March 15, 2022

Permanent Daylight Saving Time Would Be An Ugly Case Of 'Be Careful What You Wish For'

The U.S. Senate passed the Sunshine Protection Act on Tuesday, which aims to make Daylight Saving Time permanent across the country. If the bill passes the House and President Joe Biden signs it into law, we'll ditch switching the clocks beginning next year and remain on "spring forward" year-round.

Proponents of the time change are over the moon about the (seemingly surprise) passage of this bill, arguing that the 'extra' hour of daylight at the end of the day is some much-needed relief. On the flip side, permanently switching us over to Daylight Saving Time has strong potential to be a crash course in "be careful what you wish for." 

We already did it once—and people hated it!

Arguments over changing the clocks are older than many of the people arguing over the time changes.

Congress already tried switching us over to permanent DST back in the 1970s. President Richard Nixon signed a bill on December 15, 1973, that froze the clocks in their "spring forward" position.

The experiment didn't even last a year.

The time change was so universally hated that Congress passed another bill reinstating the twice-yearly clock changes not long after Nixon resigned. President Gerald Ford quickly signed the bill, restoring the biannual time-shift tradition in October 1974.

Our problem is with seasons, not the clocks

The end goal of pushing for permanent Daylight Saving Time seems to be less about salvaging the end of the day as it is about voicing our displeasure with Earth's axial tilt.

The crux of the problem is that it sucks that there's less daylight in the winter than in the summer. There's nothing we can do about that. If we glue our clocks an hour forward all year round, we're just robbing ourselves of an hour of daylight in the morning to pay for it. 

All the complaints about "it's dark at 4:30 p.m.!" will shift to "it's dark at 8:30 a.m.!" come wintertime. The miserable experience of driving home in the dark and taking out the trash in the dark will shift to a series of dark, miserable events to begin the day instead. 

"What about the children!"

The most commonly cited issue with permanent DST is that kids will have to wait for the bus in the dark in the morning. "But kids already do that!", proponents will argue. Sure! I spent about half the year every year in high school waiting for the bus in the dark on the side of a busy road with few lights.

Many school districts stagger their start times: the older kids go to high school first, then middle school, then elementary school. This schedule allows the older kids to navigate the darkness while younger kids get the relative safety of the early morning light.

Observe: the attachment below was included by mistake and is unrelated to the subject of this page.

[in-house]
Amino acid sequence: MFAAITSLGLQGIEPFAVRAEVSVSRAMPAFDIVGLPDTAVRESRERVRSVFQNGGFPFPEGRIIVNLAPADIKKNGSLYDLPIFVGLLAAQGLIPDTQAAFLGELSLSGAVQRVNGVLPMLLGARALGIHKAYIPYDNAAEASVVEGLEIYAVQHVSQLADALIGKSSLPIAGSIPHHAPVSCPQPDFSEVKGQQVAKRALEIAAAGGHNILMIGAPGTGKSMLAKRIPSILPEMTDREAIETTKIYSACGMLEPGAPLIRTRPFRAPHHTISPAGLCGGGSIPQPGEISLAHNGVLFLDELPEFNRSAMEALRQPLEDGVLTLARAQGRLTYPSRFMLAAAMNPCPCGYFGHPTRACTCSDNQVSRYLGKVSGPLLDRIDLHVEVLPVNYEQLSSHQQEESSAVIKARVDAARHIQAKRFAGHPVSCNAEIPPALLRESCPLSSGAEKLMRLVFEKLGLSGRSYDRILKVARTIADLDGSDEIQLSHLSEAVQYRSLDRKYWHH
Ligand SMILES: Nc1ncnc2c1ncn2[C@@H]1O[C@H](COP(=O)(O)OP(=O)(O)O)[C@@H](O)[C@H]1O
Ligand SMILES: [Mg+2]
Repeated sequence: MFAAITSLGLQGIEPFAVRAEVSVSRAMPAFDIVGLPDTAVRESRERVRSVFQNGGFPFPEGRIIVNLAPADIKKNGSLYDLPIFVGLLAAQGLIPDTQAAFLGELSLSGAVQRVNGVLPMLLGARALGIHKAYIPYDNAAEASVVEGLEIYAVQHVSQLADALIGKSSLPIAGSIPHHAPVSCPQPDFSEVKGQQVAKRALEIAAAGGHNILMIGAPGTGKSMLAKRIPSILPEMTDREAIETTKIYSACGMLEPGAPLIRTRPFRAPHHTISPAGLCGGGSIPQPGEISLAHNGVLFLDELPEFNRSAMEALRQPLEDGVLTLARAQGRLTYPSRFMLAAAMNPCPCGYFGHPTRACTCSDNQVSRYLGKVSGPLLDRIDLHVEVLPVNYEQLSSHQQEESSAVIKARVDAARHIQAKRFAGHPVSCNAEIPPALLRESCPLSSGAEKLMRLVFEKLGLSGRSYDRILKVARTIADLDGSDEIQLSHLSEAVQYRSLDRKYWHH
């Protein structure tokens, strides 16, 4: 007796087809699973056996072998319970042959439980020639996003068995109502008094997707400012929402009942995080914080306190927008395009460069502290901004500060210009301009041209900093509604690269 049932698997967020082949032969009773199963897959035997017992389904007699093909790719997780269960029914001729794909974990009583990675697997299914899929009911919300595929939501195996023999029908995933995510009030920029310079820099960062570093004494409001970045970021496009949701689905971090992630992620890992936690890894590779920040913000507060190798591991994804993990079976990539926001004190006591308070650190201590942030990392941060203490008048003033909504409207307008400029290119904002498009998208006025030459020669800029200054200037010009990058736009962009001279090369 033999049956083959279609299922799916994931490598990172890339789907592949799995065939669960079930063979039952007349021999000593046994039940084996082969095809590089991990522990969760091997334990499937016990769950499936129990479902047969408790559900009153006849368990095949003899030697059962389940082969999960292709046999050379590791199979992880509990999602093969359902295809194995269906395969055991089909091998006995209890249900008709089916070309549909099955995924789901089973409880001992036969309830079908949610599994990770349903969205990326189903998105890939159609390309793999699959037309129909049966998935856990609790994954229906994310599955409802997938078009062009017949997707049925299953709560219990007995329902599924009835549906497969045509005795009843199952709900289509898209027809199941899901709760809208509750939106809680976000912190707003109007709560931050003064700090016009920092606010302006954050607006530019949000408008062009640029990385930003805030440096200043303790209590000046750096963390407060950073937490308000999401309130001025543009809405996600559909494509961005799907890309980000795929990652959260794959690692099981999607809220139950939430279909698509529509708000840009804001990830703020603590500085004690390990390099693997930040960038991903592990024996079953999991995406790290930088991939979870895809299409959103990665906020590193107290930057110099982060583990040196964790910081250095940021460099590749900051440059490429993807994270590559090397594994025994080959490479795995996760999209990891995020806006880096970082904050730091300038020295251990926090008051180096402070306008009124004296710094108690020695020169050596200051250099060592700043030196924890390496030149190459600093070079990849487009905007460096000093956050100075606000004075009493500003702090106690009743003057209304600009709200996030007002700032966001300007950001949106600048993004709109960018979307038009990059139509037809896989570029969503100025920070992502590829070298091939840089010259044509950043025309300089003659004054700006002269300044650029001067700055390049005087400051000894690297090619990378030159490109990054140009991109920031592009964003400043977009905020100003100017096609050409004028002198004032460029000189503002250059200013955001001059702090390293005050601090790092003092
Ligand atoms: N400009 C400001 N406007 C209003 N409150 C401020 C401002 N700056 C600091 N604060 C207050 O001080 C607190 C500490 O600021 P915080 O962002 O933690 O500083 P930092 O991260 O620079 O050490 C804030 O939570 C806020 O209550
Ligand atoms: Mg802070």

Permanent DST would force almost all students, regardless of age, to wait or walk in the dark. That's...not ideal! If you thought changing the laws around changing our clocks was a tough sell, try convincing a school board to adjust school start times.

Dangerous winter weather could be more impactful in permanent DST

The weather is the weather. Daylight is daylight. We can't change that. But we can change how hazardous weather affects our daily lives, and switching to the spring-forward position year-round will have a significant impact on how we handle dangerous conditions.

Think about the morning commute. There are plenty of mornings where there's black ice on the roads that quickly melts beneath the bright morning sunshine and heavy traffic.

Extending morning's darkness by an extra hour will make the morning commute even more treacherous on those icy winter mornings. We're pouring more commuters and pedestrians onto icy roads and sidewalks, but they'll all have to navigate those tricky conditions in the dark now. 

Two-hour delays will become three-hour delays. Schools and workplaces could wind up closing their doors more often—maybe not so much an issue nowadays that we can work and learn from home, but still disruptive nonetheless.

Shifting darkness deeper into the midwinter morning commute will create even more issues than a dark drive home in the evening.

- - -

Permanently switching over to Daylight Saving Time is one of those feel-good policies that will create as many problems as it purportedly solves. We can't legislate the seasons or the sunshine. If this bill becomes law, I'm willing to bet most folks are going to wish it hadn't after their first winter without standard time.

[Top image via Unsplash]

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I graduated from the University of South Alabama in 2014 with a degree in political science and a minor in meteorology. I contribute to The Weather Network as a digital writer, and I've written for Forbes, the Washington Post's Capital Weather Gang, Popular Science, Mental Floss, and Gawker's The Vane. My latest book, The Skies Above, is now available. My first book, The Extreme Weather Survival Manual, arrived in October 2015.

1 comment:

  1. Would it make more sense to do permanent Standard time?